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Chat() and <thread>

I’‘ve discovered that clients all seem to use the element differently. Some of them don’'t use it at all, e.g., PSI. Some send a different thread id with every message, e.g., the RhombusIM client. And a few, Exodus and Tkabber, reuse the thread id that established a chat throughout the chat. The latter appears to be the only kind of client the Chat class likes.

So, two questions (a) what’‘s the “correct” behavior per the spec and (b) what’'s the best way to deal with this range of client element usage.

Note, I’'ve tried using the two parameter Chat() constructor but I still never see another message from clients other than Exodus and Tkabber.


In this link you can read about the usage according the spec

http://www.jabber.org/ietf/draft-ietf-xmpp-im-18.html#stanzas-message-children-t hread[/url].

In a few words I can say that the usage of is OPTIONAL. If used, it MUST be unique to that conversation thread. Therefore, Smack keeps a thread ID for each Chat that you create and all the messages that you send as part of the Chat contains the thread ID specified in the Chat.


– Gato

Right. The problem is that the Chat() class sets up a PacketFilter that filters on either the thread id that the client sent at the beginning of the conversation or the result of the private nextID() method. Since some of the clients don’‘t include that information on subsequent messages the filter’'s accept() method returns false and my code never gets those messages. I think the Chat() class needs a more flexible/reliable filter.

… WkH

After thinking about this for a while I think the problem could be easily solved by making the Chat’‘s packet collector accessible. Then you could compose additional filters if the standard ThreadFilter doesn’'t meet your needs:

PacketCollector c = chat.getMessageCollector();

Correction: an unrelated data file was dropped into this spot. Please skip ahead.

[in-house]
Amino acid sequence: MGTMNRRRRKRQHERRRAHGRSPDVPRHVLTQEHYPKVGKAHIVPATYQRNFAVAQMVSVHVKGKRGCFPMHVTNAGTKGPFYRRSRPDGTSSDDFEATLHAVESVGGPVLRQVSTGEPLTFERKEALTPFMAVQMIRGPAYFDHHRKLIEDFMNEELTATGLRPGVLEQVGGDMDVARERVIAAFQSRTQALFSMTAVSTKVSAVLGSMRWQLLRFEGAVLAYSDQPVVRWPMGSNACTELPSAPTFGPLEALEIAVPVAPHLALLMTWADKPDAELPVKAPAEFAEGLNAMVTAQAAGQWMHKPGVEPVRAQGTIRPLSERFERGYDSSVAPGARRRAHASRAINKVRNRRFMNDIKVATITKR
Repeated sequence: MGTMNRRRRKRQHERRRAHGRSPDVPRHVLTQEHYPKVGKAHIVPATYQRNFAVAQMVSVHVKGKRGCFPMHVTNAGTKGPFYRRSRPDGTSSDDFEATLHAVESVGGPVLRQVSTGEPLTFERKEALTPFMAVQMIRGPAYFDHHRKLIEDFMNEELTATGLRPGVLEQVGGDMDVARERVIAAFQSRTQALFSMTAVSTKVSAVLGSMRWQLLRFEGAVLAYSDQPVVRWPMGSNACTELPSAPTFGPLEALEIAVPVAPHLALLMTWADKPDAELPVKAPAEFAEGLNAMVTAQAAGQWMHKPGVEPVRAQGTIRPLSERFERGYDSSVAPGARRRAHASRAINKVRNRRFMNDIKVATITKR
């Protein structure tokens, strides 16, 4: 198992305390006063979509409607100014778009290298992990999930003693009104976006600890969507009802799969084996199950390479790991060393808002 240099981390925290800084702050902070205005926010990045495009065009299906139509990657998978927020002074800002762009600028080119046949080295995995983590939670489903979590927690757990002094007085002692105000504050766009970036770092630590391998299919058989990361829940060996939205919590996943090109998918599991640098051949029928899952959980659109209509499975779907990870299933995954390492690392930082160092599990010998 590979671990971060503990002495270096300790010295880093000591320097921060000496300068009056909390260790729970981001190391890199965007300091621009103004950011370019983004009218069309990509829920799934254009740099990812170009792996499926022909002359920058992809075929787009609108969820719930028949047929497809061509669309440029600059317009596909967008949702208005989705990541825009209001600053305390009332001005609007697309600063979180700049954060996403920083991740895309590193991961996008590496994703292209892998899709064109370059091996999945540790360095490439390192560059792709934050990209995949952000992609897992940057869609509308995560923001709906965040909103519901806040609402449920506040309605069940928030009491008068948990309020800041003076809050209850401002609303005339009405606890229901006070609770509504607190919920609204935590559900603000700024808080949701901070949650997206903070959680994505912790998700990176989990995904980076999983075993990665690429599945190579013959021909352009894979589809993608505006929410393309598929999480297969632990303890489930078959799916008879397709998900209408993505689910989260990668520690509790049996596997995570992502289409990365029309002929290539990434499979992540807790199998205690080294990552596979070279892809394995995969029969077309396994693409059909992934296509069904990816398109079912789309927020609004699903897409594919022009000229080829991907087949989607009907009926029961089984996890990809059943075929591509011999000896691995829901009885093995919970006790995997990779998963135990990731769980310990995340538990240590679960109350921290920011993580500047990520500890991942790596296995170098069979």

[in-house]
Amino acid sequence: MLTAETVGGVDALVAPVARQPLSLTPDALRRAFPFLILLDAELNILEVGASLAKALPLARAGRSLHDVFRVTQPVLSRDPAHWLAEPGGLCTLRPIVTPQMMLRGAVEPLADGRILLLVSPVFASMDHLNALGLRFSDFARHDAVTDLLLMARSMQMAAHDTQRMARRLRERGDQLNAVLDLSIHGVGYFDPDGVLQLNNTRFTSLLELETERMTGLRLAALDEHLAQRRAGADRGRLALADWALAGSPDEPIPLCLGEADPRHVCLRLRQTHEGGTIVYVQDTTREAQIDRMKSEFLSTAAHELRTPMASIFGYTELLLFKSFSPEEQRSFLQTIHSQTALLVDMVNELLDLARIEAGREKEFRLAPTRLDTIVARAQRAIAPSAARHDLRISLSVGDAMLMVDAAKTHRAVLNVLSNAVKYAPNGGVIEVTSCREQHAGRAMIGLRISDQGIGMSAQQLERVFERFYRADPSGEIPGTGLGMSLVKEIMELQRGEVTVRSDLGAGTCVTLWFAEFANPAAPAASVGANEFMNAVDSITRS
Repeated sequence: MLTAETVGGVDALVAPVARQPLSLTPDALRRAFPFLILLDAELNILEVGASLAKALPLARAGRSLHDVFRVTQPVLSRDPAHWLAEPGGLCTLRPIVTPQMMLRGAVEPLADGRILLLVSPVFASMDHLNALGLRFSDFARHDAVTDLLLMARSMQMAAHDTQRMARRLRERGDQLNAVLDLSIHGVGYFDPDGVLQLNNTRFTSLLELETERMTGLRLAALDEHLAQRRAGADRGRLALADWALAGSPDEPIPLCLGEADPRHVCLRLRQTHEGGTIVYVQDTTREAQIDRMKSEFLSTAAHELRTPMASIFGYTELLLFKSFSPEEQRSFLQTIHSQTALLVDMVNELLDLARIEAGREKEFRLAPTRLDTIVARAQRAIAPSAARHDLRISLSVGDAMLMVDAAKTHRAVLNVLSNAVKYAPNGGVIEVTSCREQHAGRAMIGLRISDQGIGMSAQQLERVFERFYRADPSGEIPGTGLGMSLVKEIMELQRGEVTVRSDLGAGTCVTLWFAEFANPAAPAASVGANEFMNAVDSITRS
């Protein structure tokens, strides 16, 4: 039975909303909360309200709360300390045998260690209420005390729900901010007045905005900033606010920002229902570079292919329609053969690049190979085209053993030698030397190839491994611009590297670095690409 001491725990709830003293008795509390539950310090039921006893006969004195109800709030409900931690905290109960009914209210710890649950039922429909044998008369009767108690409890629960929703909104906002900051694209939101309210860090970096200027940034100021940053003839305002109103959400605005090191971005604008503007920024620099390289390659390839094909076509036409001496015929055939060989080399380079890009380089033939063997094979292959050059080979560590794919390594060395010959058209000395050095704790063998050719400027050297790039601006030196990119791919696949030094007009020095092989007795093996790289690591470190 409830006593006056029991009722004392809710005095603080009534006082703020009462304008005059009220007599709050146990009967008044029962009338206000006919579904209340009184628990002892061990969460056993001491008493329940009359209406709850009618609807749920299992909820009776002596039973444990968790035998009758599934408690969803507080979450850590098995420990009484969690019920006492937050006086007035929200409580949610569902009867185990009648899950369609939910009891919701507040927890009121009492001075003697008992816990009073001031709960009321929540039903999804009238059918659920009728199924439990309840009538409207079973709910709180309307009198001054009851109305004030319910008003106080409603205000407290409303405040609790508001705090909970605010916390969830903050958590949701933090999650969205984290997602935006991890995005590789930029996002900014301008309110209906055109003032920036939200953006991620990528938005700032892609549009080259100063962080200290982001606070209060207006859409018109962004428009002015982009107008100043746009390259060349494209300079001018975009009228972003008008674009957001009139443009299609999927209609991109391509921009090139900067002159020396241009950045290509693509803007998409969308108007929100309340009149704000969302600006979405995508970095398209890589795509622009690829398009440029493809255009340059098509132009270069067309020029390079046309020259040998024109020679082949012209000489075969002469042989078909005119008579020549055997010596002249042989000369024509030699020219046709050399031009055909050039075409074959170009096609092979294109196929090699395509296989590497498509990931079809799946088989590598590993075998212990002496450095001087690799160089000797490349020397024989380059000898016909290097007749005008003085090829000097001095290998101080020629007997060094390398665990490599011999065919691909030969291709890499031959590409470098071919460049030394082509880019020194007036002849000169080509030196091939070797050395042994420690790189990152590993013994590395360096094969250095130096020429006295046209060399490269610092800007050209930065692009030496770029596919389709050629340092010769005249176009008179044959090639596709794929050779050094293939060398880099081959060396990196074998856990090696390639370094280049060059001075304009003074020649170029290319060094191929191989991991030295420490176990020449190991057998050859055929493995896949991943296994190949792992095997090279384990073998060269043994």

PacketFilter f = new OrFilter(c.getPacketFilter(), myfilter);

c = connection.createPacketCollector(f);


… WkH

Looks like a pretty good approach to me. Does this seem like a general packet feature or specific to this use-case?


Seems pretty tightly bound to the chat use-case to me. I haven’‘t played with the GroupChat class yet so I don’‘t know if it’‘s applicable there or not. Regardless I don’‘t know that it’'s applicable at the packet level.

… WkH


I’‘m not sure if exposing the Chat’‘s MessageCollector is a good idea since anyone can alter the filter to use and I think that it’'s the responsibility of the Chat to resolve its filter.

I also suspect that we only need to handle two well defined filter cases. 1) Filter using the and 2) Filter using the message type=chat and the sender of the message. Since the filter cases are known I don’‘t think that we need to expose the Chat’'s packet collector. Therefore, I can think of two possible solutions:

  1. modify the Chat class so that it always filters the messages using these two defined filters

  2. be able to configure the Chat in order to use any of these filters

What do you think?


– Gato

That works for me too. To make sure I implemented a MessageTypeFilter and modified the Chat class per your possible solution #1. That got me all the messages my client sent. Since that approach seems to cover the bases I don’'t see any need to complicate the Chat interface with filter configuration methods.

If you’‘re interested in the code I’‘ll be happy to ZIP it up and send it to you. It’'s pretty simple but might save you a few minutes of typing and testing.

… WkH


I’'m glad the first solution worked for you. If you want you can send me the code.


– Gato

Hey guys,

We have to be careful that we solve this problem the right way. For example, it’‘s perfectly legit to have two different s running between the same users. It seems strange to me that if a new message comes through without a id that it would be delivered to both Chat objects (assuming there are two active Chat objects going between the users with different thread ID’‘s). Doesn’‘t it seem better if the message was only delivered to one Chat? Maybe the newest one? To solve the problem this way, we’‘d need to keep an internal list of all Chat objects created and then be able to traverse them to figure out where to deliver errant Message packets. Does this seem like a good approach, or is it just making things more complicated than they should be. I’'m all for simplicity if it makes sense.




That’'s why I thought of the second solution ("be able to configure the Chat in order to use any of these filters

"). Using this option the user/developer can choose which model or scenario he prefers.

If the second option is good for you then I will implement it.


– Gato